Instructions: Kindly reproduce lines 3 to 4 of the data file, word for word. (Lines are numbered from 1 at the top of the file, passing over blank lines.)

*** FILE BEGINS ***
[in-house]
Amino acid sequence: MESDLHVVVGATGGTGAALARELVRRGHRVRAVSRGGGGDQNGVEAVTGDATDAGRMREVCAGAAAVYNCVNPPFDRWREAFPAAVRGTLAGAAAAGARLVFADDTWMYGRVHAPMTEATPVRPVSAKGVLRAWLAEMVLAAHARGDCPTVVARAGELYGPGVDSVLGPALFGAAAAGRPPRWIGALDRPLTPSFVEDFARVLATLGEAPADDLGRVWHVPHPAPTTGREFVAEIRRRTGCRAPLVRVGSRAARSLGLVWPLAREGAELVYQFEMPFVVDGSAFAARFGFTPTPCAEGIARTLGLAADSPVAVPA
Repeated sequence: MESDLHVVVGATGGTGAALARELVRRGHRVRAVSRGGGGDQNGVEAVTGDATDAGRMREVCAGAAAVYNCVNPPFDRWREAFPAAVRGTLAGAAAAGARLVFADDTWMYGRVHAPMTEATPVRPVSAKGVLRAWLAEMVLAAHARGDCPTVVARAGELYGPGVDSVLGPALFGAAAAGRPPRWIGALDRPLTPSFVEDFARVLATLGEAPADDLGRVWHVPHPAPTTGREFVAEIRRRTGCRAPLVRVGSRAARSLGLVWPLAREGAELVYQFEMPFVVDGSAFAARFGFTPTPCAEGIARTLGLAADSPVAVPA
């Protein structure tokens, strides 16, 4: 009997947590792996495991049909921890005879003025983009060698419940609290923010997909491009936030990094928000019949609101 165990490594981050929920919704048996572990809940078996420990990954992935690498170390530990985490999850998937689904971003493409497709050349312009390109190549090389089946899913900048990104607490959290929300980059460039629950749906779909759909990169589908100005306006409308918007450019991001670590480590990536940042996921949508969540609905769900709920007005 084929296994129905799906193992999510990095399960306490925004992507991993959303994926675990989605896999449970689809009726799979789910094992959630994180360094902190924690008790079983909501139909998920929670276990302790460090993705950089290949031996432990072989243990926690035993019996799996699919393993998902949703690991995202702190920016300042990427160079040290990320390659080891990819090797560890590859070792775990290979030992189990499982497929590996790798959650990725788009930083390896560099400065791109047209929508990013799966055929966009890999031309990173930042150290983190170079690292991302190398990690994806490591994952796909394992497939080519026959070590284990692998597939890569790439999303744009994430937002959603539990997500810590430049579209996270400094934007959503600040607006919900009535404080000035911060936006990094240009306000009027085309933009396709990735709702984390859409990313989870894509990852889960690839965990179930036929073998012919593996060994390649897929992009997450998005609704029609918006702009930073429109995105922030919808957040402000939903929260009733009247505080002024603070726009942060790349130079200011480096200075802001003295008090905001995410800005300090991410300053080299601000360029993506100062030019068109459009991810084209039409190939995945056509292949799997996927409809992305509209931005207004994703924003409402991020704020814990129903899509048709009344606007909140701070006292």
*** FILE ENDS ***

Repeated sequence: MESDLHVVVGATGGTGAALARELVRRGHRVRAVSRGGGGDQNGVEAVTGDATDAGRMREVCAGAAAVYNCVNPPFDRWREAFPAAVRGTLAGAAAAGARLVFADDTWMYGRVHAPMTEATPVRPVSAKGVLRAWLAEMVLAAHARGDCPTVVARAGELYGPGVDSVLGPALFGAAAAGRPPRWIGALDRPLTPSFVEDFARVLATLGEAPADDLGRVWHVPHPAPTTGREFVAEIRRRTGCRAPLVRVGSRAARSLGLVWPLAREGAELVYQFEMPFVVDGSAFAARFGFTPTPCAEGIARTLGLAADSPVAVPA
């Protein structure tokens, strides 16, 4: 009997947590792996495991049909921890005879003025983009060698419940609290923010997909491009936030990094928000019949609101 165990490594981050929920919704048996572990809940078996420990990954992935690498170390530990985490999850998937689904971003493409497709050349312009390109190549090389089946899913900048990104607490959290929300980059460039629950749906779909759909990169589908100005306006409308918007450019991001670590480590990536940042996921949508969540609905769900709920007005 084929296994129905799906193992999510990095399960306490925004992507991993959303994926675990989605896999449970689809009726799979789910094992959630994180360094902190924690008790079983909501139909998920929670276990302790460090993705950089290949031996432990072989243990926690035993019996799996699919393993998902949703690991995202702190920016300042990427160079040290990320390659080891990819090797560890590859070792775990290979030992189990499982497929590996790798959650990725788009930083390896560099400065791109047209929508990013799966055929966009890999031309990173930042150290983190170079690292991302190398990690994806490591994952796909394992497939080519026959070590284990692998597939890569790439999303744009994430937002959603539990997500810590430049579209996270400094934007959503600040607006919900009535404080000035911060936006990094240009306000009027085309933009396709990735709702984390859409990313989870894509990852889960690839965990179930036929073998012919593996060994390649897929992009997450998005609704029609918006702009930073429109995105922030919808957040402000939903929260009733009247505080002024603070726009942060790349130079200011480096200075802001003295008090905001995410800005300090991410300053080299601000360029993506100062030019068109459009991810084209039409190939995945056509292949799997996927409809992305509209931005207004994703924003409402991020704020814990129903899509048709009344606007909140701070006292």